If You Go
Jacobs recommends visitors wear comfortable shoes. Additionally, she said, “Plan to have lunch here and spend some time on the grounds.”
The grounds include more than three miles of trails rolling with the landscape through the native Ozark forest. They are meant to be as much a part of the experience of Crystal Bridges as the art inside. “That art and nature are both vital to the human spirit and should be accessible to all,” is part of the museum’s mission. The grounds and trails change with each season, and are open year-round.
Inside, Crystal Bridges offers public tours, self-guided tours and audio tours. Jacobs suggests people download the free Crystal Bridges app from the museum’s website or the iTunes store prior to their visit. Guest Services also checks out pre-loaded iPods with the tours. A photo ID is required. Headphones are encouraged in galleries and are available for purchase at Guest Services.
The museum also contains a museum store with a wide selection of books, gifts, jewelry, prints of works from the museum collection, and original works by regional artists. The library offers a large collection of art reference materials.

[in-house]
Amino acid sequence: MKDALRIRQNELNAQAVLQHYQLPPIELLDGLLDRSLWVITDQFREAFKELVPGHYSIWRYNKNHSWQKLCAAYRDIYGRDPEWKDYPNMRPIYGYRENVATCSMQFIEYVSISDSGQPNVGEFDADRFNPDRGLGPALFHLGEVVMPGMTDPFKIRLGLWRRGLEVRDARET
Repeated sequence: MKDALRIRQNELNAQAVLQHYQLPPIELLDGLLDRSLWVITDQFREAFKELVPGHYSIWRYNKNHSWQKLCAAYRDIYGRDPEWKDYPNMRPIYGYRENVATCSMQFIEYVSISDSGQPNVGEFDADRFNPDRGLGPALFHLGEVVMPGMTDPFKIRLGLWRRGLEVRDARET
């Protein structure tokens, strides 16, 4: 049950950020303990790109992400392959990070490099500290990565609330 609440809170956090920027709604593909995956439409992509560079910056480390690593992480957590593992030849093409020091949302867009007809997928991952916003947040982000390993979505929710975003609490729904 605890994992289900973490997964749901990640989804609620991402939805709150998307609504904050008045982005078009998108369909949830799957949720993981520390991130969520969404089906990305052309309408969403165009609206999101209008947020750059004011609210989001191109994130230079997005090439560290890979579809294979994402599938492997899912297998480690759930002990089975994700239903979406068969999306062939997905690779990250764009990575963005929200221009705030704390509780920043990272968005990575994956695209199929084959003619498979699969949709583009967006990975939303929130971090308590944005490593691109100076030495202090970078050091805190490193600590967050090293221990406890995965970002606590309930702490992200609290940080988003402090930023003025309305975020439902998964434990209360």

A limited number of wheelchairs are available for use on a first-come, first-served basis at no cost. Large items, including backpacks, tripods, and umbrellas are not allowed in the galleries and can be left in the checkroom. Complimentary wireless internet access is available.
Crystal Bridges has a lobby coffee bar; its restaurant, Eleven, offers lunch service daily and dinner on Wednesdays and Fridays. Reservations for dinner are recommended. Admission to the museum is free. Plan a trip by visiting www.crystalbridges.org or by calling 479-418-5700 for more information.
In the area
Bentonville may be considered a small community, but it is also the world headquarters for a major corporation, Walmart. Neighboring cities are anchored by Tyson Foods, J.B. Hunt and the University of Arkansas flagship campus. The area, sometimes referred to as the I-540 corridor, is well equipped for travelers with XNA airport, and numerous hotels, more of which are on the way.
Travelers can also visit the Walmart Visitor Center, located in Sam Walton’s original Bentonville variety store. Newly expanded and renovated, it contains exhibits tracing the origin and growth of Walmart stores and a coffee shop.
Visitors can enjoy national touring acts and performances at the Walton Arts Center in Fayetteville. Located in the city’s entertainment district, it anchors popular Dickson Street lined with shops, restaurants, bars, and live music venues.
Springdale is home to the Northwest Arkansas Naturals, a minor league baseball team based at the new Arvest Ballpark. The team is a member of the Texas League and serves as the Double-A affiliate for the Kansas City Royals.
Rogers is known for its historic downtown Main Street, the Daisy Airgun Museum, restaurants, and upscale shopping malls.
Outdoor opportunities in the region include significant hiking and biking trails, and fishing and water sports on lakes and rivers.